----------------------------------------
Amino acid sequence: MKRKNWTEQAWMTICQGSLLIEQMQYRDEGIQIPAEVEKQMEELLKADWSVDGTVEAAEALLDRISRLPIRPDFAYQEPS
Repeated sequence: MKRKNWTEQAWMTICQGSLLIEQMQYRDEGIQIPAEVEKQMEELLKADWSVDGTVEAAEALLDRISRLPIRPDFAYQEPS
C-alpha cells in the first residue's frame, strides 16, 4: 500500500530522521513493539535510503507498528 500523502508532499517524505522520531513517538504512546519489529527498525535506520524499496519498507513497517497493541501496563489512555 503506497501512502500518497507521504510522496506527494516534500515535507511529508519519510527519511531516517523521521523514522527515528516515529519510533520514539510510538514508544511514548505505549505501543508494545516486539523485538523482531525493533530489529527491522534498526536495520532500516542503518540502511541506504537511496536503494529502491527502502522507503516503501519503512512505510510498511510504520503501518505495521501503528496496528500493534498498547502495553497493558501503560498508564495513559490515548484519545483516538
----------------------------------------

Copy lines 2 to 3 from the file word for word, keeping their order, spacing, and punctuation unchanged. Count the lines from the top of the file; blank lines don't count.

Repeated sequence: MKRKNWTEQAWMTICQGSLLIEQMQYRDEGIQIPAEVEKQMEELLKADWSVDGTVEAAEALLDRISRLPIRPDFAYQEPS
C-alpha cells in the first residue's frame, strides 16, 4: 500500500530522521513493539535510503507498528 500523502508532499517524505522520531513517538504512546519489529527498525535506520524499496519498507513497517497493541501496563489512555 503506497501512502500518497507521504510522496506527494516534500515535507511529508519519510527519511531516517523521521523514522527515528516515529519510533520514539510510538514508544511514548505505549505501543508494545516486539523485538523482531525493533530489529527491522534498526536495520532500516542503518540502511541506504537511496536503494529502491527502502522507503516503501519503512512505510510498511510504520503501518505495521501503528496496528500493534498498547502495553497493558501503560498508564495513559490515548484519545483516538